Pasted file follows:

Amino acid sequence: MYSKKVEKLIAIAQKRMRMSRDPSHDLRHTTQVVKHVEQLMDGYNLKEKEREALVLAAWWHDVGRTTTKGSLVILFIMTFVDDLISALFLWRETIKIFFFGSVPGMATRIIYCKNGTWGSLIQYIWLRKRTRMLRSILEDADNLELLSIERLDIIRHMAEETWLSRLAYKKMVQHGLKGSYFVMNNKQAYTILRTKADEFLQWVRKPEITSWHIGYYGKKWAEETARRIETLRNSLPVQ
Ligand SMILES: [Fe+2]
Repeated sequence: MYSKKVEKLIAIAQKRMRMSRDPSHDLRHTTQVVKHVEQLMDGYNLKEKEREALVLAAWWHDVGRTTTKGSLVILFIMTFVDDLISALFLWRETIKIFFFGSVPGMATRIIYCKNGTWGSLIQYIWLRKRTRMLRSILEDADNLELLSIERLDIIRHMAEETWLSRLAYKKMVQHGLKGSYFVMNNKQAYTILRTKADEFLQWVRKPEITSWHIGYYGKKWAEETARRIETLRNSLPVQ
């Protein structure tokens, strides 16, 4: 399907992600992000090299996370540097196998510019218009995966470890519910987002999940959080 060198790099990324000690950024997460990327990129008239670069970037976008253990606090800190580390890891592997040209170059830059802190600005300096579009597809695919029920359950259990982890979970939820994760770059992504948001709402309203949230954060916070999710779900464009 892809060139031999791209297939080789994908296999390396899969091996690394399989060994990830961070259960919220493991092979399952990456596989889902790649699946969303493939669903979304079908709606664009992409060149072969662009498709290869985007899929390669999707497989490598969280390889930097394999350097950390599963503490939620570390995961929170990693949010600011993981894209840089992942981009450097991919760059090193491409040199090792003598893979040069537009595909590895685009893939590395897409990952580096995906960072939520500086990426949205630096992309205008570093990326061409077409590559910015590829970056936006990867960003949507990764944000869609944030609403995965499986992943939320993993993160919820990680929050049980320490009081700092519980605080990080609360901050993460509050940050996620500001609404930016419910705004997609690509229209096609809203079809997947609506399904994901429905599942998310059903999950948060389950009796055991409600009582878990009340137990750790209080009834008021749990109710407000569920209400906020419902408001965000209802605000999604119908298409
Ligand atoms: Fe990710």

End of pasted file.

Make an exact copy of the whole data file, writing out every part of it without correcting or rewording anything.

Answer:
Amino acid sequence: MYSKKVEKLIAIAQKRMRMSRDPSHDLRHTTQVVKHVEQLMDGYNLKEKEREALVLAAWWHDVGRTTTKGSLVILFIMTFVDDLISALFLWRETIKIFFFGSVPGMATRIIYCKNGTWGSLIQYIWLRKRTRMLRSILEDADNLELLSIERLDIIRHMAEETWLSRLAYKKMVQHGLKGSYFVMNNKQAYTILRTKADEFLQWVRKPEITSWHIGYYGKKWAEETARRIETLRNSLPVQ
Ligand SMILES: [Fe+2]
Repeated sequence: MYSKKVEKLIAIAQKRMRMSRDPSHDLRHTTQVVKHVEQLMDGYNLKEKEREALVLAAWWHDVGRTTTKGSLVILFIMTFVDDLISALFLWRETIKIFFFGSVPGMATRIIYCKNGTWGSLIQYIWLRKRTRMLRSILEDADNLELLSIERLDIIRHMAEETWLSRLAYKKMVQHGLKGSYFVMNNKQAYTILRTKADEFLQWVRKPEITSWHIGYYGKKWAEETARRIETLRNSLPVQ
């Protein structure tokens, strides 16, 4: 399907992600992000090299996370540097196998510019218009995966470890519910987002999940959080 060198790099990324000690950024997460990327990129008239670069970037976008253990606090800190580390890891592997040209170059830059802190600005300096579009597809695919029920359950259990982890979970939820994760770059992504948001709402309203949230954060916070999710779900464009 892809060139031999791209297939080789994908296999390396899969091996690394399989060994990830961070259960919220493991092979399952990456596989889902790649699946969303493939669903979304079908709606664009992409060149072969662009498709290869985007899929390669999707497989490598969280390889930097394999350097950390599963503490939620570390995961929170990693949010600011993981894209840089992942981009450097991919760059090193491409040199090792003598893979040069537009595909590895685009893939590395897409990952580096995906960072939520500086990426949205630096992309205008570093990326061409077409590559910015590829970056936006990867960003949507990764944000869609944030609403995965499986992943939320993993993160919820990680929050049980320490009081700092519980605080990080609360901050993460509050940050996620500001609404930016419910705004997609690509229209096609809203079809997947609506399904994901429905599942998310059903999950948060389950009796055991409600009582878990009340137990750790209080009834008021749990109710407000569920209400906020419902408001965000209802605000999604119908298409
Ligand atoms: Fe990710």